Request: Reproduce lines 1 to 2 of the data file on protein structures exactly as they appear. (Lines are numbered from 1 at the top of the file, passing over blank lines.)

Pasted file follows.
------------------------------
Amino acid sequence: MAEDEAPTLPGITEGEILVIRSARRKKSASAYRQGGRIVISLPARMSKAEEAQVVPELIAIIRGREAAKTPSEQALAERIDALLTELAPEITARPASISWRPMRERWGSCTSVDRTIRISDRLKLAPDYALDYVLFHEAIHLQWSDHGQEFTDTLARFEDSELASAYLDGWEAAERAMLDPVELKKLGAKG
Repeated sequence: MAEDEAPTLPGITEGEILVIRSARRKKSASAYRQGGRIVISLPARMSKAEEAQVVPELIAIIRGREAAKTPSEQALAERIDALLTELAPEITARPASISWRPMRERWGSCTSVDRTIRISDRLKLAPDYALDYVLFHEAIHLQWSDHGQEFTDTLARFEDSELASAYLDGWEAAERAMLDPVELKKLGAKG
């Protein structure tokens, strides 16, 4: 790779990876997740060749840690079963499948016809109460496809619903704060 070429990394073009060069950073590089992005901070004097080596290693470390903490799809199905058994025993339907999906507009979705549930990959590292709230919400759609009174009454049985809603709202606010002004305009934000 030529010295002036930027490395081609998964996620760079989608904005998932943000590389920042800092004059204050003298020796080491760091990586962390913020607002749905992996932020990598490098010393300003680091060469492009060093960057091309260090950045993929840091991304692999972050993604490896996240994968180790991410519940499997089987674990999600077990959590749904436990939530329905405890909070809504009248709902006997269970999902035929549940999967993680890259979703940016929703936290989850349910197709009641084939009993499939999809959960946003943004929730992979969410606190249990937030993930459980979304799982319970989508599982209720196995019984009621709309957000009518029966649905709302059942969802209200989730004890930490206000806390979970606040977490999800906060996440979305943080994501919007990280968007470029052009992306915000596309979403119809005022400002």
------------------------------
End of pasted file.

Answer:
Amino acid sequence: MAEDEAPTLPGITEGEILVIRSARRKKSASAYRQGGRIVISLPARMSKAEEAQVVPELIAIIRGREAAKTPSEQALAERIDALLTELAPEITARPASISWRPMRERWGSCTSVDRTIRISDRLKLAPDYALDYVLFHEAIHLQWSDHGQEFTDTLARFEDSELASAYLDGWEAAERAMLDPVELKKLGAKG
Repeated sequence: MAEDEAPTLPGITEGEILVIRSARRKKSASAYRQGGRIVISLPARMSKAEEAQVVPELIAIIRGREAAKTPSEQALAERIDALLTELAPEITARPASISWRPMRERWGSCTSVDRTIRISDRLKLAPDYALDYVLFHEAIHLQWSDHGQEFTDTLARFEDSELASAYLDGWEAAERAMLDPVELKKLGAKG